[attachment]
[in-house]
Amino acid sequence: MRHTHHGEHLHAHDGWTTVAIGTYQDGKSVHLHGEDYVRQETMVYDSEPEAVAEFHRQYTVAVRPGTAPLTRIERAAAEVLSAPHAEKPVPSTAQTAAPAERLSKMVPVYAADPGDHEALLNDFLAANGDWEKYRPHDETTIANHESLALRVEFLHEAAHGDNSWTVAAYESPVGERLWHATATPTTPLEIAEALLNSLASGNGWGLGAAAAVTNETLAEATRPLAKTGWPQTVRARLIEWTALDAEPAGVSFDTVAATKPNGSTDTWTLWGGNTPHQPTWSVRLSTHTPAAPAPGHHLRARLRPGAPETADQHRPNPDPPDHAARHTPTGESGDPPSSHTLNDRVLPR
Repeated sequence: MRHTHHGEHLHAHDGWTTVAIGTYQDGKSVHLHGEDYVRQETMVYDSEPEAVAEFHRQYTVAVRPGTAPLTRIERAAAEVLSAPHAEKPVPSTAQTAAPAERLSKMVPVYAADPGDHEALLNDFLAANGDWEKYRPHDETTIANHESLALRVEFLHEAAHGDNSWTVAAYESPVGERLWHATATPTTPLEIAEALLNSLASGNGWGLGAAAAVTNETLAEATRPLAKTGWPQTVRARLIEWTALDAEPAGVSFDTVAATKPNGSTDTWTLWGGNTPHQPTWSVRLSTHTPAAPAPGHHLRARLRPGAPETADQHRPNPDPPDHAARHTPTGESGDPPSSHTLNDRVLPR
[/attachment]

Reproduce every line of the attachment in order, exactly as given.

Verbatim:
[in-house]
Amino acid sequence: MRHTHHGEHLHAHDGWTTVAIGTYQDGKSVHLHGEDYVRQETMVYDSEPEAVAEFHRQYTVAVRPGTAPLTRIERAAAEVLSAPHAEKPVPSTAQTAAPAERLSKMVPVYAADPGDHEALLNDFLAANGDWEKYRPHDETTIANHESLALRVEFLHEAAHGDNSWTVAAYESPVGERLWHATATPTTPLEIAEALLNSLASGNGWGLGAAAAVTNETLAEATRPLAKTGWPQTVRARLIEWTALDAEPAGVSFDTVAATKPNGSTDTWTLWGGNTPHQPTWSVRLSTHTPAAPAPGHHLRARLRPGAPETADQHRPNPDPPDHAARHTPTGESGDPPSSHTLNDRVLPR
Repeated sequence: MRHTHHGEHLHAHDGWTTVAIGTYQDGKSVHLHGEDYVRQETMVYDSEPEAVAEFHRQYTVAVRPGTAPLTRIERAAAEVLSAPHAEKPVPSTAQTAAPAERLSKMVPVYAADPGDHEALLNDFLAANGDWEKYRPHDETTIANHESLALRVEFLHEAAHGDNSWTVAAYESPVGERLWHATATPTTPLEIAEALLNSLASGNGWGLGAAAAVTNETLAEATRPLAKTGWPQTVRARLIEWTALDAEPAGVSFDTVAATKPNGSTDTWTLWGGNTPHQPTWSVRLSTHTPAAPAPGHHLRARLRPGAPETADQHRPNPDPPDHAARHTPTGESGDPPSSHTLNDRVLPR